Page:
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Date:  17/10/2020


Name:  Milky Way   @   Watson's Way

The Milky Way is the galaxy that contains our Solar System.  Its name "milky" is derived from its appearance as a dim glowing band arching across the night sky whose individual stars cannot be distinguished by the naked eye.  From Earth the Milky Way appears as a band because its disk-shaped structure is viewed from within.   Galileo Galilei first resolved the band of light into individual stars with his telescope in 1610. Until the early 1920s most astronomers thought that the Milky Way contained all the stars in the Universe. Following the 1920 Great Debate between the astronomers Harlow Shapley and Heber Curtis, observations by Edwin Hubble showed that the Milky Way is just one of many galaxies now known to number in the billions

The zodiacal light (also called false dawn when seen before sunrise) is a faint, diffuse, and roughly triangular white glow that is visible in the night sky and appears to extend from the Sun's direction and along the zodiac, straddling the ecliptic. Sunlight scattered by interplanetary dust causes this phenomenon. Zodiacal light is best seen during twilight after sunset in spring and before sunrise in autumn, when the zodiac is at a steep angle to the horizon. However, the glow is so faint that moonlight and/or light pollution outshine it, rendering it invisible.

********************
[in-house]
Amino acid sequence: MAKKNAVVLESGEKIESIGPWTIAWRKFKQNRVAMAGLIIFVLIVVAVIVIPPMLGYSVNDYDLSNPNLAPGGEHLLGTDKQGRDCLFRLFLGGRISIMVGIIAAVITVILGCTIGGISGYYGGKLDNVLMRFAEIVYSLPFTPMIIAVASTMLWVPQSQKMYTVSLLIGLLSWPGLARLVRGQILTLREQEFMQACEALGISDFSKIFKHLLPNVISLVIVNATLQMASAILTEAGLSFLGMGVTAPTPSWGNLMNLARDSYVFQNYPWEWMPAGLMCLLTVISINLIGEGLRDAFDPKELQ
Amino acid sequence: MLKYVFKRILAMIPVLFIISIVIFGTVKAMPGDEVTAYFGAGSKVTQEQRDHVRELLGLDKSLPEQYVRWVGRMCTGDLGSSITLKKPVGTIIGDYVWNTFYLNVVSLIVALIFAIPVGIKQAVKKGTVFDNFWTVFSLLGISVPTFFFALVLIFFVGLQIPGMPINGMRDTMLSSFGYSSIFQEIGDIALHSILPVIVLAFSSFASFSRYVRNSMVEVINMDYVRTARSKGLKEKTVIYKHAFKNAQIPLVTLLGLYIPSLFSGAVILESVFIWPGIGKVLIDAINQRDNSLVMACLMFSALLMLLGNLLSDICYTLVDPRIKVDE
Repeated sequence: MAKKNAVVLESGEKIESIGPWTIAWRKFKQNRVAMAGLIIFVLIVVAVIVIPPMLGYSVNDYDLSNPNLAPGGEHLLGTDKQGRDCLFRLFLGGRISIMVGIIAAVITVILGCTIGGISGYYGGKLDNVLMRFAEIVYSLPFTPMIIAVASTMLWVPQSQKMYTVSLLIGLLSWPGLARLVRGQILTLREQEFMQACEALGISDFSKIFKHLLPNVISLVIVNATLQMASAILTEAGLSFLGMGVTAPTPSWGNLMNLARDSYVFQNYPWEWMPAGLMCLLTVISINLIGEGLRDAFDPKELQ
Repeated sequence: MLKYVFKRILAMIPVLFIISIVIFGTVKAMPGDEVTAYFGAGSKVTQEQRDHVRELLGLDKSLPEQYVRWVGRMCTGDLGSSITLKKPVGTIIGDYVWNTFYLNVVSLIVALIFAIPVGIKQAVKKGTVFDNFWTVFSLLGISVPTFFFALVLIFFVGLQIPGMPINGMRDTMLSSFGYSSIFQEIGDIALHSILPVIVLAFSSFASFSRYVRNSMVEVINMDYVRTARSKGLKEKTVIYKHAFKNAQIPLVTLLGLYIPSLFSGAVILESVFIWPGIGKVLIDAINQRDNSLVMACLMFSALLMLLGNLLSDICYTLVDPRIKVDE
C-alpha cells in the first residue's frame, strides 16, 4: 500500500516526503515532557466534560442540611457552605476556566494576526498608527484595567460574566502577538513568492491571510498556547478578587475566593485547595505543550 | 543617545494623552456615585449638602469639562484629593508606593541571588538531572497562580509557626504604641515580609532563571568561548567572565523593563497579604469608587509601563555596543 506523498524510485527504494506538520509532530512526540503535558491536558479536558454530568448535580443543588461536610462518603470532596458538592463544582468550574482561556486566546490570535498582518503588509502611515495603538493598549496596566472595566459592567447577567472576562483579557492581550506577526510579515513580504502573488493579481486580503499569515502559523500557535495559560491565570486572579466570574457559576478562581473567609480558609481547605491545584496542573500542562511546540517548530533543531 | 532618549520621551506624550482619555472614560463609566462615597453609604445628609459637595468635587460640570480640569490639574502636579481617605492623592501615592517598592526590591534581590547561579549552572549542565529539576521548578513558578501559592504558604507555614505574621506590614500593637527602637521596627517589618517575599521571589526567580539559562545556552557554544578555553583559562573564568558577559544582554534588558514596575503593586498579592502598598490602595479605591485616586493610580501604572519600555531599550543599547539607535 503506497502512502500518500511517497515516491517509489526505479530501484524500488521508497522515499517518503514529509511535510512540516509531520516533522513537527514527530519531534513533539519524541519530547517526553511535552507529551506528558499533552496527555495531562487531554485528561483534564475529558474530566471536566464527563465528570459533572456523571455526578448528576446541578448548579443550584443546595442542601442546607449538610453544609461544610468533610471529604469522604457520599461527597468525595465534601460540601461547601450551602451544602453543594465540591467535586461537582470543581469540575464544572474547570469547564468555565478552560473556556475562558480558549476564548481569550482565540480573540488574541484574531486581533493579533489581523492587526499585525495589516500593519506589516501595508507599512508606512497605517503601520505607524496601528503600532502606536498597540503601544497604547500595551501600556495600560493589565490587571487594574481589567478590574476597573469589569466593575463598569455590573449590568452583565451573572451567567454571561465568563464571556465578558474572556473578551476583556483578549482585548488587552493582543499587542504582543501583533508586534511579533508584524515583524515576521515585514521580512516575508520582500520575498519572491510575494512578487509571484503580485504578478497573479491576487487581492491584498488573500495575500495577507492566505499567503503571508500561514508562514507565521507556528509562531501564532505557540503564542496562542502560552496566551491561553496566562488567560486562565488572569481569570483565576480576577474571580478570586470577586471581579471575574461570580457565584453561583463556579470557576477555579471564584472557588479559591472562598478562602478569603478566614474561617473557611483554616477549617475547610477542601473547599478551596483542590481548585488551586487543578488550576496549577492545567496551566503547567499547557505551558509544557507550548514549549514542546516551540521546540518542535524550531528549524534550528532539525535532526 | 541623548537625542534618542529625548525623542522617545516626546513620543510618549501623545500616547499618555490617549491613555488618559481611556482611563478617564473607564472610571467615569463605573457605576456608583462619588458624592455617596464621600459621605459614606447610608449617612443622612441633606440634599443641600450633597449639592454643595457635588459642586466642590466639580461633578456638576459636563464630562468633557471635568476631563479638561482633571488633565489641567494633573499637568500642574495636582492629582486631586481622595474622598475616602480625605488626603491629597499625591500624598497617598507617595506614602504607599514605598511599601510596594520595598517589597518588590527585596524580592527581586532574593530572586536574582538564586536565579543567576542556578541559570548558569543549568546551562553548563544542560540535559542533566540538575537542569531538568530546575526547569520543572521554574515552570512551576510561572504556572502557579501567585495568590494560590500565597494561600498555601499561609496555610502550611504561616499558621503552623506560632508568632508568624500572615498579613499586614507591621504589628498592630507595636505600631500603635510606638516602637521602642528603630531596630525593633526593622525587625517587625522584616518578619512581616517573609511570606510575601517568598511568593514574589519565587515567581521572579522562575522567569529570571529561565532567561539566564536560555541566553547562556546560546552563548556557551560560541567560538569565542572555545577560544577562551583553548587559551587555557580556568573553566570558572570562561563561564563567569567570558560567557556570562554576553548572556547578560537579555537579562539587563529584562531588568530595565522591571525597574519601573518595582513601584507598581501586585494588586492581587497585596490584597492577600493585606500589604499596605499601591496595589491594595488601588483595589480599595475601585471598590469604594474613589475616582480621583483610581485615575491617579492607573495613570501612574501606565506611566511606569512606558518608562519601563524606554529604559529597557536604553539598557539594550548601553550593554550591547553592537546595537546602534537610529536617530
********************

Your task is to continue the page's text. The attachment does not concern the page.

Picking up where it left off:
The brightness of zodiacal light decreases with distance from the Sun. In naturally dark night skies, the glow is visible as a band along the entire zodiac, completely straddling the ecliptic. In fact, zodiacal light spans the entire sky and largely contributes to the total natural light in a clear and moonless night sky. Another phenomenon a faint but slightly brighter oval glow directly opposite of the Sun is the gegenschein, which is caused by backscattered sunlight.


Location:  Watson's Way

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